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May 07, 1975 - Image 5

Resource type:
Text
Publication:
Michigan Daily, 1975-05-07

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THE MICHIGAN DAILY

Page Five

Wednesday, May 7, 1.975

Horowitz, May Festival pro vide
stirring finale for 74-75 season

By DAVID BLOMQUIST
The last half of this past term's University Musical
Society- program was one of the most exciting sched-
ules in recent years, featuring such internationally
prominent artists as Andre Previn, Seiji Ozawa, and
Mstislav Rostropovich.
But two special events at the end of last month-
pianist Vladimir Horowitz's first University recital
after nearly 20 years of semi-retirement, and the
82nd Philadelphia Orchestra May Festival - provided
a highly unusual and even more thrilling finish for the
Society's 1974-75 season.
HOROWITZ'S RARE concert appearance illustrated
a .consummate individual artist at work-a performer
able to perfectly integrate mechanics and technique
into a sweeping array of musical expression. The Phila-
delphia Orchestra, on the other hand, demonstarted
the tremendous professionalism and sheer versatility
that only a superior musical organization can develop
and maintain.
The Horowitz recital, held April 20 in Hill Auditor-
ilm, represented the first live experience for most of
the audience of the master's deeply emotional yet pre-
cisey restrained piano style, after a decade of ex-
posure to nothing but a few scattered recordings. It
was an aurally rich afternoon that we shall not soon
forget.
In Robert Schumann's Kinderscenen ("Scenes from
Childhood"), for example, Horowitz skillfully balanced
sentiment and technical control to yield a powerful per-
formance of a deceivingly simple collection of piano
studies from the Romantic period. The distinctive
Horowitz touch-a unique ability to mix a light, clear
melodic line with a firm, definite counterpoint-turned
these student pianist's compositions into miniature
sketches of a warm past that we all have experienced
but have long since forgotten.
TH4T SUBTLE touch was equally visible in a com-
pletely contrasting work, the fifth sonata of Alexander
Scriabin. Working at ease amidst extremely demanding
passages, Horowitz evoked a mystic, occult-like atmos-
phere that ended in a dazzling shower of notes up the
keyboard.
Horowitz seemed to experience some difficulty, how-
ever, in executing a new approach to Chopin's ballade
in G minor, a feverish work which he recorded on a
CBS television special several years ago.
He had carefully warned critics at a press confer-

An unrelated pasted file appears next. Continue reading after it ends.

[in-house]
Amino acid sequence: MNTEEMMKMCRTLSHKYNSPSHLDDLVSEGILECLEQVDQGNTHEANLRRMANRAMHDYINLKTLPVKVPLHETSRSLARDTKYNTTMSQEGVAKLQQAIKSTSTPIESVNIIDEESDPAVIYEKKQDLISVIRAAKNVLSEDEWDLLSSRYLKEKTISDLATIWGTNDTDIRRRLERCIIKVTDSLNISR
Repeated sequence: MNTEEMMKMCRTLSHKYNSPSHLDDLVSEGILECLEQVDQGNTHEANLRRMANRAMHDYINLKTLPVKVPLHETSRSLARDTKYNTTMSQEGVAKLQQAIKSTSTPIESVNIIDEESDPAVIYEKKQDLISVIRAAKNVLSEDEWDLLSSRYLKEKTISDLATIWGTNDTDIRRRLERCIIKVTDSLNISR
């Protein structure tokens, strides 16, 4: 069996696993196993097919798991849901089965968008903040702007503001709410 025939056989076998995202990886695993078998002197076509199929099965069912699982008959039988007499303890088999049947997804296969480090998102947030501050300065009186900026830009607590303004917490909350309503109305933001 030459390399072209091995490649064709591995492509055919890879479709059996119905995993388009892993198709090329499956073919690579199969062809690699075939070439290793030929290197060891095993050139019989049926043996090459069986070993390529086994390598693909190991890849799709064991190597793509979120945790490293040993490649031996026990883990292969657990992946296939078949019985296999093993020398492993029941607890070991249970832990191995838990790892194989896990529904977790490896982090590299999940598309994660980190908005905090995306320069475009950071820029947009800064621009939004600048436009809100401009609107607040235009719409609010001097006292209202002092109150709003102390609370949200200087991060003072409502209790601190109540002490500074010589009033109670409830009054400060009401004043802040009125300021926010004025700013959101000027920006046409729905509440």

ence the day before the concert that he was not "an
assembly-line pianist," and that we could probably
expect a slightly different performance of each work
on the program than that on the recordings with which
we were familiar.
By slowing down the pace somewhat from his earlier
performances of the ballade, -Horowitz was able to
delineate more closely Chopin's careful attention to
harmonic detail. Yet some of the wild, frenzied spirit
inspired in the 1968 interpretation was apparently
somewhat dissipated in the process. While the overall
stormy mood of the ballade remained intact, the total

Vladimir
mood created was not as frighteningly striking.

BUT MYSTERY and frenzy returned to Hill again
en masse several days later when Eugene Ormandy
and the 'Philadelphia Orchestra came to town April 30
for their annual springtime visit. After a brief orches-
tral chorale tribute to Thor Johnson, the former May
Festival conductor who died in January, Ormandy
opened the series with one of the more exotic and color-
ful selections in the symphonic literature: Gustav Mah-
ler's Symphony No. 1 in D major.
Backed by superb performances from the lower
strings, Ormandy guided the Philadelphia through a
suitably perky rendition of the intensely challenging
Mahler score, filled with hundreds of different sound
images ranging from delicate solo-like lines to massive
ensembles. A generally weak contribution from the
horn section provided the only questionable moments.
And then, after intermission, caine some shocking
news (delivered most apologetically by Musical Society
director Gail Rector): the 75-year-old Ormandy,
plagued by a virus infection, felt too weak to continue
the concert. His assistant, William Smith, would finish
the program.
SMITH'S execution of Gershwin's An American in

Horowitz
Paris and the classic Firebird Suite by Stravinsky was
not exactly notable, but it was successful-and under
the circumstances, with both conductor and orchestra
caught unprepared, even that represented a consider-
able achievementt.
Using an ongoing series of hand signals, Smith and
the orchestra managed to keep together through both
the Gershwin and Stravinsky works - compositions of
incredible complexity - despite a few dropped beats
and some missed notes here 'and there. It was a re-
freshing exercise in orchestral flexibility( if it was not
the perfect concert performance.
Ormandy returned to the podium Thursday night,
directing piano soloist Rudolf Serkin. Aides reported
that he was completely rested and "feeling very chip-
per."'

In all, both presentations represented the state of
the concert at its finest. In Horowitz, we heard a ven-
erable-.genius of the piano deliver a memorable after-
noon overflowing with style and savoir-faire. And with
the Philadelphia, we saw an outstanding concert group
suffer the sudden loss of its legendary music director
and emerge from the evening with head unbowed. Both
instances again remind one of the subtle, but most dis-
tinct, difference between the mere performer and the
true artist.

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